Gaso.Line Gas50149M Japanese Type 95 "Ha-Go" Light Tank (1:50 Scale)
"Duty is heavier than a mountain but death is lighter than a feather."
- Japanese proverb
The Japanese tankettes were in reality auxiliary vehicles, designed and adapted for a variety of support tasks. The true battle tanks were grouped into two different categories, light and medium. The most numerous light tank in December 1941, and in fact throughout most of the war, was the Type 95 or "Ha-Go." In fact, this was probably the most numerous type of tank in the Japanese forces at the time of Pearl Harbor. The Ha-Go weighed seven and a half tons, and accommodated a crew of three.
The Type 95 was not well-protected, with armor to a maximum thickness of only 12mm, and not particularly well-shaped (and, of course, a round which penetrated the Ha-Go's crowded fighting compartment was almost certain to hit part of a crewman's body and/or something which would explode or catch fire). The Ha-Go's best feature was its mobility, capable of a respectable 28mph on a good road. Furthermore, there was one design area in which the Japanese most definitely got things right, and that was in the provision of diesel engines for their battle tanks, including the Type 95. Sold Out!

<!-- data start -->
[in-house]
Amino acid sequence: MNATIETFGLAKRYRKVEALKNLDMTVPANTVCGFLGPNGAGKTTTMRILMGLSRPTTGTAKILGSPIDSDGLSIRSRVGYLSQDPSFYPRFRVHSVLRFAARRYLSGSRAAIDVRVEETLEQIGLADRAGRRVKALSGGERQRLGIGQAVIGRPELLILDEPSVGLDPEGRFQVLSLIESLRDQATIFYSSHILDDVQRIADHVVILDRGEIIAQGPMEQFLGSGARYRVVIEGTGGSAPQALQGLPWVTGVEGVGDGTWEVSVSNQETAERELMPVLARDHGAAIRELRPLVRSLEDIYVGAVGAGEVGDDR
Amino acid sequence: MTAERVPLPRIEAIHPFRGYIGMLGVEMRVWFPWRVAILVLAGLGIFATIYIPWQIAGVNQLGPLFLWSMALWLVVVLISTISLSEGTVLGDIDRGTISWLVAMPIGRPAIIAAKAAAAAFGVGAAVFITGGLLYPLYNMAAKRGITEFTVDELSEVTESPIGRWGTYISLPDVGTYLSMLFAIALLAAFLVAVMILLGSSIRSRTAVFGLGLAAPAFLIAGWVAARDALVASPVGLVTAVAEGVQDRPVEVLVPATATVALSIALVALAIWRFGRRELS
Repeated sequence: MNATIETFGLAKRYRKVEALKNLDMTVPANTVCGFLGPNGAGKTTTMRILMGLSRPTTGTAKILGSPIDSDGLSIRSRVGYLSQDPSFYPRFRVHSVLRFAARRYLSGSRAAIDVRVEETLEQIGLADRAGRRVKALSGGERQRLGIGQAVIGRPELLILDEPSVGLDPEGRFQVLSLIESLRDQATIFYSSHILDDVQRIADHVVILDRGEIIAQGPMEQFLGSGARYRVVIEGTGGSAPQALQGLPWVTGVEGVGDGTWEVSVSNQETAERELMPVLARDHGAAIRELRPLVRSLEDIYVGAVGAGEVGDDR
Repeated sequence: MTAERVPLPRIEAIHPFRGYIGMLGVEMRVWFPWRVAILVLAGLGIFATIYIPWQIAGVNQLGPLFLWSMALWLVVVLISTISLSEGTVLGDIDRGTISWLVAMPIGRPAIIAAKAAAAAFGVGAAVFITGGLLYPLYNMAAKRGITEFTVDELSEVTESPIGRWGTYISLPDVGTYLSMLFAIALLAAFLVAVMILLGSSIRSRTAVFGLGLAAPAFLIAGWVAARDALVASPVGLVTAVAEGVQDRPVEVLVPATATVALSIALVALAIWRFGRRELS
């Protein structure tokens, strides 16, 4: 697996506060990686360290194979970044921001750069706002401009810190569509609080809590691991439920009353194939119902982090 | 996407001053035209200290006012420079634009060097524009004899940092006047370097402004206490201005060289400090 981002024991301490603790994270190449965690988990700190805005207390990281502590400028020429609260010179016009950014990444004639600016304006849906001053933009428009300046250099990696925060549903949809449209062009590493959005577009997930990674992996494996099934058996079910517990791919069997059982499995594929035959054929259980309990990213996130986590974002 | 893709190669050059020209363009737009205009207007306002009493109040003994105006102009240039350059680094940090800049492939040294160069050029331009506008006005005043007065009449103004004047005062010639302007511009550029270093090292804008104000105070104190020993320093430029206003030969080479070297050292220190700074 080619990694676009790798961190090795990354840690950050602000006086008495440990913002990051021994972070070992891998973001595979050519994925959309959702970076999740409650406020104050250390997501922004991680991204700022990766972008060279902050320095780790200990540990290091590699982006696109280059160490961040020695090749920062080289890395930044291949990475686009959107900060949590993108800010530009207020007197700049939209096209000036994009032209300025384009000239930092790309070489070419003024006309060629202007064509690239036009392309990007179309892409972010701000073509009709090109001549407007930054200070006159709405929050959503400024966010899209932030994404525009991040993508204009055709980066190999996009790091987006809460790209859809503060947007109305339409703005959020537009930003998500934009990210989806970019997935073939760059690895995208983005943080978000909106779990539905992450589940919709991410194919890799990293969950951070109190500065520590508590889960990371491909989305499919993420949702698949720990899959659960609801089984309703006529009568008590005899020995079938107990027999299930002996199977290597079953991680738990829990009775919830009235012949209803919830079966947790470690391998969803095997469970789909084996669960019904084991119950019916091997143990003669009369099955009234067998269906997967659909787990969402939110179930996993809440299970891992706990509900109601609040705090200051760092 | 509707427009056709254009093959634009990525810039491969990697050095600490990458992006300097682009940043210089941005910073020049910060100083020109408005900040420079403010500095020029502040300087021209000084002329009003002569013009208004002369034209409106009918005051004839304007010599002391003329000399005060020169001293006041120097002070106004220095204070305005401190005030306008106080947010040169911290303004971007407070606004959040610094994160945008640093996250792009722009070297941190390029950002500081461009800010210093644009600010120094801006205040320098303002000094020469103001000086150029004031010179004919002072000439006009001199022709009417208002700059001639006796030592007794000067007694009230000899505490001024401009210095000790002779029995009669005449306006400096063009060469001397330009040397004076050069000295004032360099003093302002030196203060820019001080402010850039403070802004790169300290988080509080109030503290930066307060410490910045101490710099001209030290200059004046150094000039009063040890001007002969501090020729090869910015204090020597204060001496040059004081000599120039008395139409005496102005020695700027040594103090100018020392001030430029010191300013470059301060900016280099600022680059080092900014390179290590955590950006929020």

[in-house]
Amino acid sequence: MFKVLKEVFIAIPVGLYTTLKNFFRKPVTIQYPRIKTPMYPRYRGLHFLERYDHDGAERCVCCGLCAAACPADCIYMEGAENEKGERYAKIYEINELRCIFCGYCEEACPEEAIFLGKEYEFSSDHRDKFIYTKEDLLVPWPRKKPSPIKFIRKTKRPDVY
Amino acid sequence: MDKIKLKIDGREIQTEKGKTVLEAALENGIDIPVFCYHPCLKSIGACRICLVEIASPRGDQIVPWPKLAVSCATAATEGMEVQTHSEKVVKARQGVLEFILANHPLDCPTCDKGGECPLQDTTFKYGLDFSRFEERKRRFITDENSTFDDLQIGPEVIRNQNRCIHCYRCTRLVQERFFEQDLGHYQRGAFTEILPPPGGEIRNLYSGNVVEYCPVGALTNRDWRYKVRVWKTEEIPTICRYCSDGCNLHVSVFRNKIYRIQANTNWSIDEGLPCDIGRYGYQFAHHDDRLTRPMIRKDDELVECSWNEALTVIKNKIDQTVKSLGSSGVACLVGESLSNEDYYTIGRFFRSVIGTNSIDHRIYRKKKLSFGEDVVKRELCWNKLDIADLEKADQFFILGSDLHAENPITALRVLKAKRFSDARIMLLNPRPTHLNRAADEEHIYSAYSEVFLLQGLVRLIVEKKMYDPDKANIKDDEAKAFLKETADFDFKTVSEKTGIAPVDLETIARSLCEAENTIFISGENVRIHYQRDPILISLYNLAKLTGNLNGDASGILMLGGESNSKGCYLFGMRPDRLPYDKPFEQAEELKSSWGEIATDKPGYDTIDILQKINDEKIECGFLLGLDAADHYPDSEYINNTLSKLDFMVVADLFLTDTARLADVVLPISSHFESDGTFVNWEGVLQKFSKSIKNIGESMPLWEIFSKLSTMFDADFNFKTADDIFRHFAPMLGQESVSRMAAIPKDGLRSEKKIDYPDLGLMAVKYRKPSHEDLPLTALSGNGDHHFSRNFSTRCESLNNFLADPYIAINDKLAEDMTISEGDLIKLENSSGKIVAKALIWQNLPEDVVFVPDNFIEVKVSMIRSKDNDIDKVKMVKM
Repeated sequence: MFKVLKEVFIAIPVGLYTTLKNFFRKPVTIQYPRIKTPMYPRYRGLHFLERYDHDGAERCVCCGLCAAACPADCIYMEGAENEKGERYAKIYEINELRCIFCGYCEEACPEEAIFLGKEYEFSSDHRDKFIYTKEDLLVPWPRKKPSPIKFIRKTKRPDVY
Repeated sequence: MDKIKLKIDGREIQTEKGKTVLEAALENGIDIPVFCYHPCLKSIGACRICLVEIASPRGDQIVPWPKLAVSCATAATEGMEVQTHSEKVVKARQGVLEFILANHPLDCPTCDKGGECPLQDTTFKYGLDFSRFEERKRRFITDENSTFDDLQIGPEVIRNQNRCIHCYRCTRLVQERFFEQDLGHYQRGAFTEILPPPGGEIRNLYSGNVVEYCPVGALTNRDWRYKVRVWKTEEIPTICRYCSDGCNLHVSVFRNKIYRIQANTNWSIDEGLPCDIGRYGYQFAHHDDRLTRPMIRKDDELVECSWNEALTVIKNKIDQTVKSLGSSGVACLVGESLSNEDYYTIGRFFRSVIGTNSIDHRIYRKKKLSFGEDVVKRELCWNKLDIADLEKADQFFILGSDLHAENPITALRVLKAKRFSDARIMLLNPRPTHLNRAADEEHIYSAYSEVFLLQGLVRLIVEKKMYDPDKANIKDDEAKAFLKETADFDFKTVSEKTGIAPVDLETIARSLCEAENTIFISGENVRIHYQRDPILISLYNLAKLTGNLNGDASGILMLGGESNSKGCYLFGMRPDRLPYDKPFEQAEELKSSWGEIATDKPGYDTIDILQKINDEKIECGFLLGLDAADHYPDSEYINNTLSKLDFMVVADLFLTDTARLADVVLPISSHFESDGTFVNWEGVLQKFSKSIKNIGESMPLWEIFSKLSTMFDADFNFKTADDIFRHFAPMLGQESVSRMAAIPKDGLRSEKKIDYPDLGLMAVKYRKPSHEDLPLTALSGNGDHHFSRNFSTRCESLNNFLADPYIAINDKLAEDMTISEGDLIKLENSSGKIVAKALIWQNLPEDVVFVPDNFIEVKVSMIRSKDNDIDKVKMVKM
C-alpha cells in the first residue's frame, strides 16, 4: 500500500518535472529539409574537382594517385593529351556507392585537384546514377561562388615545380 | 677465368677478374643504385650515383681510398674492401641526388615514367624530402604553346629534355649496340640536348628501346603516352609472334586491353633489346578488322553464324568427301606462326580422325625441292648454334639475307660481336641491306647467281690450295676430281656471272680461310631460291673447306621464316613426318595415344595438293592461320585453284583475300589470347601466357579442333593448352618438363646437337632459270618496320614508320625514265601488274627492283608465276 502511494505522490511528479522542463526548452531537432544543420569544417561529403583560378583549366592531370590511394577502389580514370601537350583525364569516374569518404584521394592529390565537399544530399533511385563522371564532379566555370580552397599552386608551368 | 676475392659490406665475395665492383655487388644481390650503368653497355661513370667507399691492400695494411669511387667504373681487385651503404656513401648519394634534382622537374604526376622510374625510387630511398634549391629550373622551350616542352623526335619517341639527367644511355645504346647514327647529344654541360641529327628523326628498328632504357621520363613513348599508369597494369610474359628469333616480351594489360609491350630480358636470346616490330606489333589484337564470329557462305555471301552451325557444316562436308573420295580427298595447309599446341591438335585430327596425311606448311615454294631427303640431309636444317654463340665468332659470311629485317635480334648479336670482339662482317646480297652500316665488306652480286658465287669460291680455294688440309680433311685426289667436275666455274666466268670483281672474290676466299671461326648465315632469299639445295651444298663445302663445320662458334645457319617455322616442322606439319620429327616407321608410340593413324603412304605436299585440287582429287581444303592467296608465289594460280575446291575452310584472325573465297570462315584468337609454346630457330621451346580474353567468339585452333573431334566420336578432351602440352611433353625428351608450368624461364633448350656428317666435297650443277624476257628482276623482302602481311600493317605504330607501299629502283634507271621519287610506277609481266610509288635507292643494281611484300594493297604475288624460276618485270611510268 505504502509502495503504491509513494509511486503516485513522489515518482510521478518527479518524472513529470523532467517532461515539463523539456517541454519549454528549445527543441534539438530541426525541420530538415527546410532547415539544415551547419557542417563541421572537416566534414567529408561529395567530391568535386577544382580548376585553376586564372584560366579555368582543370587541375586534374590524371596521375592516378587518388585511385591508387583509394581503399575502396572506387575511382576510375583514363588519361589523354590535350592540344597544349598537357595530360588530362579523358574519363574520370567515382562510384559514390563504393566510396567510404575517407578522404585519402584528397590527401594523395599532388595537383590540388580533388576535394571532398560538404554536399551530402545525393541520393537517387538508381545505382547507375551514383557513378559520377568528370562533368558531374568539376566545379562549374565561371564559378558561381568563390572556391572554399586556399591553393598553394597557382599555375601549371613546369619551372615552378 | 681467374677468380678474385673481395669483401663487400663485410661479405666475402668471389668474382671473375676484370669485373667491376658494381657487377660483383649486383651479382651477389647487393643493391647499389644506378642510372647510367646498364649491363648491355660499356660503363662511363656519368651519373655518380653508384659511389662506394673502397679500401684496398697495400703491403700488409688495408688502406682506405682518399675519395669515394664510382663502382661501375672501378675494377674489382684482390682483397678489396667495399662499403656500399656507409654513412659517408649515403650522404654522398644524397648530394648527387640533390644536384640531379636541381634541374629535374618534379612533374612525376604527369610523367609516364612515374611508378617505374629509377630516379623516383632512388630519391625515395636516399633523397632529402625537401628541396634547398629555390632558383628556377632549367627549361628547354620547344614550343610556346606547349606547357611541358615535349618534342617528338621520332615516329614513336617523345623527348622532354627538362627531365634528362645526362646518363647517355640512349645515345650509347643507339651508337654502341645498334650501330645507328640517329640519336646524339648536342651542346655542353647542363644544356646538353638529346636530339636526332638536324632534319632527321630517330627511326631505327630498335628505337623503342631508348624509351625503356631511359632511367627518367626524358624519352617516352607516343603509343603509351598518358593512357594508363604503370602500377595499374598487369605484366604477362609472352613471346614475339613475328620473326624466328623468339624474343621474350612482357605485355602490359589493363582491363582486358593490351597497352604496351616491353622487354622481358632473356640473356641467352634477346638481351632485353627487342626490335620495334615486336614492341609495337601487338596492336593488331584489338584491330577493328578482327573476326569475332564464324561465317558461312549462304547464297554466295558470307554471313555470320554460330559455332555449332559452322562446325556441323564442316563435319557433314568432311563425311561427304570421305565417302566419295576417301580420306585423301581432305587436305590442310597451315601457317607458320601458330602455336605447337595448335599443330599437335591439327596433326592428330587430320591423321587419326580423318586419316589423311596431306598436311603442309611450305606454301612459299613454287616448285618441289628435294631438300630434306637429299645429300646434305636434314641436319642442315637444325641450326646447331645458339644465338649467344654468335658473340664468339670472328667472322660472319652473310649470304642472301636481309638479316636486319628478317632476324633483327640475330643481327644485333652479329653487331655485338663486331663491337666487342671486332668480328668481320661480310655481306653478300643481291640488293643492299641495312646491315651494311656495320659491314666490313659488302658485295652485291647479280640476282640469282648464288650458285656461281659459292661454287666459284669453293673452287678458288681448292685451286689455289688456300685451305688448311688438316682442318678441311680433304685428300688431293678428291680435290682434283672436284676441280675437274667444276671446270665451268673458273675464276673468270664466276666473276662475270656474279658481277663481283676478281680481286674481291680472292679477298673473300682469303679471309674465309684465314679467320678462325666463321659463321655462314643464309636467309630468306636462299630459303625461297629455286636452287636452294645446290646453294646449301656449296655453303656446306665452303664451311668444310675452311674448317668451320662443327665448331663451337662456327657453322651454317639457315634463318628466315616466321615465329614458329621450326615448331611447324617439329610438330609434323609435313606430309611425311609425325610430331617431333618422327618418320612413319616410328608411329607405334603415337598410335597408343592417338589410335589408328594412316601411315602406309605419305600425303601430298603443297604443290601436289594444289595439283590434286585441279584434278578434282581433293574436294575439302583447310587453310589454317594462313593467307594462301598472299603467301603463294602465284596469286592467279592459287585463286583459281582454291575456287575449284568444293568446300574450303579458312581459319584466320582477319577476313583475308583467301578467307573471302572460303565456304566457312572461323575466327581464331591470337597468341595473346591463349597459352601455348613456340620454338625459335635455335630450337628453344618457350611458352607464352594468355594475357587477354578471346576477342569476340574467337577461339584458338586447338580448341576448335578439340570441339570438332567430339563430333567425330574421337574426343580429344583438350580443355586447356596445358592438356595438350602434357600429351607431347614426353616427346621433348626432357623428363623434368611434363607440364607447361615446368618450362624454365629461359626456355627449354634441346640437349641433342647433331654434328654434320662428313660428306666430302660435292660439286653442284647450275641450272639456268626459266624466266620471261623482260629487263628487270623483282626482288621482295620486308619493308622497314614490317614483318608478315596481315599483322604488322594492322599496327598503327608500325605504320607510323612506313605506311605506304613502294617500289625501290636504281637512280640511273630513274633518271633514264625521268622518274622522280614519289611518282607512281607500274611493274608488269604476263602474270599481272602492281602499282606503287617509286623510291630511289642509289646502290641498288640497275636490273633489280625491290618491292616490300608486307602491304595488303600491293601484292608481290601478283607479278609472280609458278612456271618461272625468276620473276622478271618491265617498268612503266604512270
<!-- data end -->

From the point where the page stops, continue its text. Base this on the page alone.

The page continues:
Length: 5 inches
Width: 2 inches
Historical Account: "The Greater East Asia War" - The Philippines Campaign (1941 - 1942) or the Battle of the Philippines was the invasion of the Philippines by Japan in 1941 - 1942 and the defense of the islands by Filipino and United States forces.
The defending forces outnumbered the Japanese invaders by 3 to 2, but were poorly trained and equipped, while the Japanese used their best first-line troops at the outset of the campaign. The Japanese 14th Army also concentrated its forces in the first month of the campaign, enabling it to swiftly overrun most of Luzon.
The Japanese high command, believing they had won the campaign, made a strategic decision to advance by a month their timetable of operations in Borneo and Indonesia, withdrawing their best division and the bulk of their airpower in early January 1942. This, coupled with the decision of the defenders to withdraw into a defensive holding position in the Bataan Peninsula, enabled the Americans and Filipinos to successfully hold out for four more months.